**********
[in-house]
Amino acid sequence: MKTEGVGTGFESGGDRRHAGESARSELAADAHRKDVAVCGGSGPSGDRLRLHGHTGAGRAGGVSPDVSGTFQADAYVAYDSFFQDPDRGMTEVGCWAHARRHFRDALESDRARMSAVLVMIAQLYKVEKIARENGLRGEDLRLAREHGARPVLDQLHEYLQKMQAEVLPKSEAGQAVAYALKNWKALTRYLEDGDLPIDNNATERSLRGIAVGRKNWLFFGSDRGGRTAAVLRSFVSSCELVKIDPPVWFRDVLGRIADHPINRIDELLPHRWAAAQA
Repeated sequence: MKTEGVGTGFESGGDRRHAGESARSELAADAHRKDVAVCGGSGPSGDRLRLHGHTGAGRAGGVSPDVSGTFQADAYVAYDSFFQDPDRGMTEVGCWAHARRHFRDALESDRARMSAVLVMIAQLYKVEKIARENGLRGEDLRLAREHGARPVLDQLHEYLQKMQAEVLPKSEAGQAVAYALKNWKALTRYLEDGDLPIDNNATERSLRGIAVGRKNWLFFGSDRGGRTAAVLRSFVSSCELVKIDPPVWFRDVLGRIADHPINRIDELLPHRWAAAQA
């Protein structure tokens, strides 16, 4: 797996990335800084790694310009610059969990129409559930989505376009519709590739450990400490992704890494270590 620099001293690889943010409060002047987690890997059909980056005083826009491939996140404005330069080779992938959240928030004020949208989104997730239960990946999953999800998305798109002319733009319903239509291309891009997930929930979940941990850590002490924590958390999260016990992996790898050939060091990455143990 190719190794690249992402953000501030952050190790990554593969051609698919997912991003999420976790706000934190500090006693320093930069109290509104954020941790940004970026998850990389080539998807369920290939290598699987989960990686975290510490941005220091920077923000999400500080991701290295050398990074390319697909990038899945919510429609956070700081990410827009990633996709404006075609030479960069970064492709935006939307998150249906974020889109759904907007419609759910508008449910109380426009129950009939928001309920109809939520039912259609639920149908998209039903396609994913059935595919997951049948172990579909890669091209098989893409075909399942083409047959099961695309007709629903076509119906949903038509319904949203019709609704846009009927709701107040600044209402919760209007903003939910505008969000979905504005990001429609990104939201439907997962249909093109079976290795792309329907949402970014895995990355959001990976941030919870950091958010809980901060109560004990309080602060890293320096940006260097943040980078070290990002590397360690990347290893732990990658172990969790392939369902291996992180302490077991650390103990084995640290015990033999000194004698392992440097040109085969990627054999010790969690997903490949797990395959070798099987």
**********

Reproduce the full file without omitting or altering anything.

[in-house]
Amino acid sequence: MKTEGVGTGFESGGDRRHAGESARSELAADAHRKDVAVCGGSGPSGDRLRLHGHTGAGRAGGVSPDVSGTFQADAYVAYDSFFQDPDRGMTEVGCWAHARRHFRDALESDRARMSAVLVMIAQLYKVEKIARENGLRGEDLRLAREHGARPVLDQLHEYLQKMQAEVLPKSEAGQAVAYALKNWKALTRYLEDGDLPIDNNATERSLRGIAVGRKNWLFFGSDRGGRTAAVLRSFVSSCELVKIDPPVWFRDVLGRIADHPINRIDELLPHRWAAAQA
Repeated sequence: MKTEGVGTGFESGGDRRHAGESARSELAADAHRKDVAVCGGSGPSGDRLRLHGHTGAGRAGGVSPDVSGTFQADAYVAYDSFFQDPDRGMTEVGCWAHARRHFRDALESDRARMSAVLVMIAQLYKVEKIARENGLRGEDLRLAREHGARPVLDQLHEYLQKMQAEVLPKSEAGQAVAYALKNWKALTRYLEDGDLPIDNNATERSLRGIAVGRKNWLFFGSDRGGRTAAVLRSFVSSCELVKIDPPVWFRDVLGRIADHPINRIDELLPHRWAAAQA
């Protein structure tokens, strides 16, 4: 797996990335800084790694310009610059969990129409559930989505376009519709590739450990400490992704890494270590 620099001293690889943010409060002047987690890997059909980056005083826009491939996140404005330069080779992938959240928030004020949208989104997730239960990946999953999800998305798109002319733009319903239509291309891009997930929930979940941990850590002490924590958390999260016990992996790898050939060091990455143990 190719190794690249992402953000501030952050190790990554593969051609698919997912991003999420976790706000934190500090006693320093930069109290509104954020941790940004970026998850990389080539998807369920290939290598699987989960990686975290510490941005220091920077923000999400500080991701290295050398990074390319697909990038899945919510429609956070700081990410827009990633996709404006075609030479960069970064492709935006939307998150249906974020889109759904907007419609759910508008449910109380426009129950009939928001309920109809939520039912259609639920149908998209039903396609994913059935595919997951049948172990579909890669091209098989893409075909399942083409047959099961695309007709629903076509119906949903038509319904949203019709609704846009009927709701107040600044209402919760209007903003939910505008969000979905504005990001429609990104939201439907997962249909093109079976290795792309329907949402970014895995990355959001990976941030919870950091958010809980901060109560004990309080602060890293320096940006260097943040980078070290990002590397360690990347290893732990990658172990969790392939369902291996992180302490077991650390103990084995640290015990033999000194004698392992440097040109085969990627054999010790969690997903490949797990395959070798099987």